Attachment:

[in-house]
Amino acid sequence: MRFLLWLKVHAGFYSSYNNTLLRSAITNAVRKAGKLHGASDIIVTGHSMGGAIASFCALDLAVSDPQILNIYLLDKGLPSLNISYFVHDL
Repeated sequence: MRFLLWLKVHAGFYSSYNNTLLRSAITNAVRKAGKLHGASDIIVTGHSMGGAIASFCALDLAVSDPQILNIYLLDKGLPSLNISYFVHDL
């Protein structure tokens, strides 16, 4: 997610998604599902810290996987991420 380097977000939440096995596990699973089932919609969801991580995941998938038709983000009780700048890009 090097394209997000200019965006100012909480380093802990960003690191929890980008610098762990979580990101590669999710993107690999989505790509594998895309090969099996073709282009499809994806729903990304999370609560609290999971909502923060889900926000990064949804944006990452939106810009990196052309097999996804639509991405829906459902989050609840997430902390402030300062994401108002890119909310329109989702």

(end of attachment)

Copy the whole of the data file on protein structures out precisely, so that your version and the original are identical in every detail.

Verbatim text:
[in-house]
Amino acid sequence: MRFLLWLKVHAGFYSSYNNTLLRSAITNAVRKAGKLHGASDIIVTGHSMGGAIASFCALDLAVSDPQILNIYLLDKGLPSLNISYFVHDL
Repeated sequence: MRFLLWLKVHAGFYSSYNNTLLRSAITNAVRKAGKLHGASDIIVTGHSMGGAIASFCALDLAVSDPQILNIYLLDKGLPSLNISYFVHDL
């Protein structure tokens, strides 16, 4: 997610998604599902810290996987991420 380097977000939440096995596990699973089932919609969801991580995941998938038709983000009780700048890009 090097394209997000200019965006100012909480380093802990960003690191929890980008610098762990979580990101590669999710993107690999989505790509594998895309090969099996073709282009499809994806729903990304999370609560609290999971909502923060889900926000990064949804944006990452939106810009990196052309097999996804639509991405829906459902989050609840997430902390402030300062994401108002890119909310329109989702």